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Toxicol Ind Health. 2009 Apr;25(3):183-8. doi: 10.1177/0748233709106068.

Protective role of vitamins A, C, and E against the genotoxic damage induced by aflatoxin B1 in cultured human lymphocytes.

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Faculty of Art and Science, Department of Biology, Fatih University, Istanbul, Turkey.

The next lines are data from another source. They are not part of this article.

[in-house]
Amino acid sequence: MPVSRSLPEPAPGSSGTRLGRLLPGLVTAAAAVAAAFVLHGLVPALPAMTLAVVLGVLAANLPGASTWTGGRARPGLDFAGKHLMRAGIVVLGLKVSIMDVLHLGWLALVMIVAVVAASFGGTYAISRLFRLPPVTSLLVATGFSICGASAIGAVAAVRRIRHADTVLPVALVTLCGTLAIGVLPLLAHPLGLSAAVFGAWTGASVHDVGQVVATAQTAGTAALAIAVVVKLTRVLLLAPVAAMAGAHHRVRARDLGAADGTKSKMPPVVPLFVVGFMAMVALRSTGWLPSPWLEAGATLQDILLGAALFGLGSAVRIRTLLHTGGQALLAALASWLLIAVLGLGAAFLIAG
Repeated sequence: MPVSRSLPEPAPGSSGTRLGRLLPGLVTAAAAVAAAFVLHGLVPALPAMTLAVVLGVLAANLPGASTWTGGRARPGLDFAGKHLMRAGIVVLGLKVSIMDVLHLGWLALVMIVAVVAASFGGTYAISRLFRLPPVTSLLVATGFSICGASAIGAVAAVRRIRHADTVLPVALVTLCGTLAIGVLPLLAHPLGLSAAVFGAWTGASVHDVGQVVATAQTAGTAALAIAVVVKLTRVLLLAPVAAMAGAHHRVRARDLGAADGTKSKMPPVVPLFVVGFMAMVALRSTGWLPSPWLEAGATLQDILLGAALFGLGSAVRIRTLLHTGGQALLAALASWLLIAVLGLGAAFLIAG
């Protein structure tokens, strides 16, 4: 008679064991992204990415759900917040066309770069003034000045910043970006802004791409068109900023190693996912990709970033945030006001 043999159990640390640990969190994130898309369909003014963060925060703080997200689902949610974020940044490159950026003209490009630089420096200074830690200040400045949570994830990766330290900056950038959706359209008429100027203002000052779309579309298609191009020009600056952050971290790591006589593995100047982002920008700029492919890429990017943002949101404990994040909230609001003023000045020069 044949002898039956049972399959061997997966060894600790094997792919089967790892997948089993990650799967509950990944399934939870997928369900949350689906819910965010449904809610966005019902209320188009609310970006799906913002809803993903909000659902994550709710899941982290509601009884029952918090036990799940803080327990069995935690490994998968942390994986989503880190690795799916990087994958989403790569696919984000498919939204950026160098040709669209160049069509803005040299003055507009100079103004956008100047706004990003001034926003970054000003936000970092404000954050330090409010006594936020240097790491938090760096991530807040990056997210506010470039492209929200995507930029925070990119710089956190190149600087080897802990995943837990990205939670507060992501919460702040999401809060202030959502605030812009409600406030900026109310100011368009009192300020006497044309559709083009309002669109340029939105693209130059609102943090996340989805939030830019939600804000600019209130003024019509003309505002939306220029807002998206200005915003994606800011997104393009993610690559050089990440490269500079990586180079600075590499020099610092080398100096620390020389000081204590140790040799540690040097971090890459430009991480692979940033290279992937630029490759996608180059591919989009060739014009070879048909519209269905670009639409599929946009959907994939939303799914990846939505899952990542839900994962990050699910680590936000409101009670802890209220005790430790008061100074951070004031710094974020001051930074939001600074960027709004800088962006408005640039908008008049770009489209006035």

In this study, we aimed to evaluate the effect of vitamins A, C, and E against aflatoxin B1 (AFB1) on blood cultures in relation to induction of sister chromatid exchange (SCE). The results indicated genotoxic and mutagenic damage in cultured human lymphocytes exposed to AFB1. The results showed that 5 microM concentration of AFB1 increased SCE. When vitamins A, C, and E were added to AFB1, the frequency of SCE decreased. These results suggest that vitamins A, C, and E could effectively inhibit AFB1-induced SCE, which may partially responsible for its mutagenic effect of AFB1. Besides, the protective effect of vitamins A, C, and E against AFB1 was increased in a dose-dependent manner (i.e., as the doses increased, their protective effects also increased). There was a significant decrease in the SCE frequency in AFB1-treated group compared with the groups receiving AFB1 and also vitamins A, C, and E. The most effective concentration was 100 microM vitamin C, and the lowest effective concentration was 0.5 microM vitamin A. Vitamin C has the most effective concentration of 100 microM, and vitamin A has the lowest effective concentration of 0.5 microM. The order of the decreasing effect of the SCE frequency of vitamins was as follows: vitamin C > vitamin E > vitamin A.

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